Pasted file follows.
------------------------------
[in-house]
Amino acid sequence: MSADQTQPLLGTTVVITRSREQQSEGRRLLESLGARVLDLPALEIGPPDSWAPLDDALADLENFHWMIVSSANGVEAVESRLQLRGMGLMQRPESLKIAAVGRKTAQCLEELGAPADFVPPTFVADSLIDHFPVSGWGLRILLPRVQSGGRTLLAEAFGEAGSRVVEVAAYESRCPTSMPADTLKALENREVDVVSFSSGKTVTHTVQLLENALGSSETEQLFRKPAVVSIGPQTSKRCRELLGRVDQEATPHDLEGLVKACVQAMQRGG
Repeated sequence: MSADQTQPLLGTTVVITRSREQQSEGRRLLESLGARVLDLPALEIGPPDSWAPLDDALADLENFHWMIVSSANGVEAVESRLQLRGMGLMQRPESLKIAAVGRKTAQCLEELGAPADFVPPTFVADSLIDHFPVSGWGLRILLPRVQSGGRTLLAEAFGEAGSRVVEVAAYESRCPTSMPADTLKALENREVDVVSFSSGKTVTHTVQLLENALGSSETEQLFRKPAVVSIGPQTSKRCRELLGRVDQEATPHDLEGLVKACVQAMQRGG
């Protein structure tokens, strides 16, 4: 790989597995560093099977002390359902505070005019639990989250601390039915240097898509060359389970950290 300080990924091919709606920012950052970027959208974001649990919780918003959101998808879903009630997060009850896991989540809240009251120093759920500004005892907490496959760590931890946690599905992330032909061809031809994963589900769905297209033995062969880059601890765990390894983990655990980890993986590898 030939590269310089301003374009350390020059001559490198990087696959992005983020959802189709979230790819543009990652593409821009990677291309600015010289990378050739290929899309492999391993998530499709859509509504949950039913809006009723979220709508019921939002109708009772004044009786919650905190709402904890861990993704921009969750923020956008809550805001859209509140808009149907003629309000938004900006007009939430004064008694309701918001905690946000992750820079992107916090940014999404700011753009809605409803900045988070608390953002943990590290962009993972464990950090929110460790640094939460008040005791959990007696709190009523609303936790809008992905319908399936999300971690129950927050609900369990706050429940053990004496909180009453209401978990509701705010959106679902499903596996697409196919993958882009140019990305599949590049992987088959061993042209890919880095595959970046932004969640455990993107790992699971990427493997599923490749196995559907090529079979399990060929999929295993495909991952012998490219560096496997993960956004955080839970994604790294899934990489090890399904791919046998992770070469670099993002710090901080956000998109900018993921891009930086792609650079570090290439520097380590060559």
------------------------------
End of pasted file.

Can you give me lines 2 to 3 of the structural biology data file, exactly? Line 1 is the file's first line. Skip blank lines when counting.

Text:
Amino acid sequence: MSADQTQPLLGTTVVITRSREQQSEGRRLLESLGARVLDLPALEIGPPDSWAPLDDALADLENFHWMIVSSANGVEAVESRLQLRGMGLMQRPESLKIAAVGRKTAQCLEELGAPADFVPPTFVADSLIDHFPVSGWGLRILLPRVQSGGRTLLAEAFGEAGSRVVEVAAYESRCPTSMPADTLKALENREVDVVSFSSGKTVTHTVQLLENALGSSETEQLFRKPAVVSIGPQTSKRCRELLGRVDQEATPHDLEGLVKACVQAMQRGG
Repeated sequence: MSADQTQPLLGTTVVITRSREQQSEGRRLLESLGARVLDLPALEIGPPDSWAPLDDALADLENFHWMIVSSANGVEAVESRLQLRGMGLMQRPESLKIAAVGRKTAQCLEELGAPADFVPPTFVADSLIDHFPVSGWGLRILLPRVQSGGRTLLAEAFGEAGSRVVEVAAYESRCPTSMPADTLKALENREVDVVSFSSGKTVTHTVQLLENALGSSETEQLFRKPAVVSIGPQTSKRCRELLGRVDQEATPHDLEGLVKACVQAMQRGG